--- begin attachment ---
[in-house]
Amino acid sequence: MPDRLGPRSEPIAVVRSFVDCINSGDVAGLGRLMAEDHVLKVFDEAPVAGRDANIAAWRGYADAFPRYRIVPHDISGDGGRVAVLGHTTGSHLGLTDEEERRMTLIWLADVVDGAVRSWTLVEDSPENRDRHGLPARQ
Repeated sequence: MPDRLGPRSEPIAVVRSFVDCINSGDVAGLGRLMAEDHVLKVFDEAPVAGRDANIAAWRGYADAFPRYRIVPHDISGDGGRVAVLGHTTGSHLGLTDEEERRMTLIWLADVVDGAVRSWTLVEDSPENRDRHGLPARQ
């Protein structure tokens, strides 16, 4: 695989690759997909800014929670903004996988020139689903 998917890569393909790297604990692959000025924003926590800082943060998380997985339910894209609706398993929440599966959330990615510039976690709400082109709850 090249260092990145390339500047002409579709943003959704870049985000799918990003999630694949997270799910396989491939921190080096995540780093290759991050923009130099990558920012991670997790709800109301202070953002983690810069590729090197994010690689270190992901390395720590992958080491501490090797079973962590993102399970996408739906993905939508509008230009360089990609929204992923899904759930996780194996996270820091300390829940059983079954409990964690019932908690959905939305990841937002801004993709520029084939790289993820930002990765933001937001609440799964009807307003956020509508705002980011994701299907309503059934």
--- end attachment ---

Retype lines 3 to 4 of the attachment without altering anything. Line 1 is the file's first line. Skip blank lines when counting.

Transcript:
Repeated sequence: MPDRLGPRSEPIAVVRSFVDCINSGDVAGLGRLMAEDHVLKVFDEAPVAGRDANIAAWRGYADAFPRYRIVPHDISGDGGRVAVLGHTTGSHLGLTDEEERRMTLIWLADVVDGAVRSWTLVEDSPENRDRHGLPARQ
């Protein structure tokens, strides 16, 4: 695989690759997909800014929670903004996988020139689903 998917890569393909790297604990692959000025924003926590800082943060998380997985339910894209609706398993929440599966959330990615510039976690709400082109709850 090249260092990145390339500047002409579709943003959704870049985000799918990003999630694949997270799910396989491939921190080096995540780093290759991050923009130099990558920012991670997790709800109301202070953002983690810069590729090197994010690689270190992901390395720590992958080491501490090797079973962590993102399970996408739906993905939508509008230009360089990609929204992923899904759930996780194996996270820091300390829940059983079954409990964690019932908690959905939305990841937002801004993709520029084939790289993820930002990765933001937001609440799964009807307003956020509508705002980011994701299907309503059934």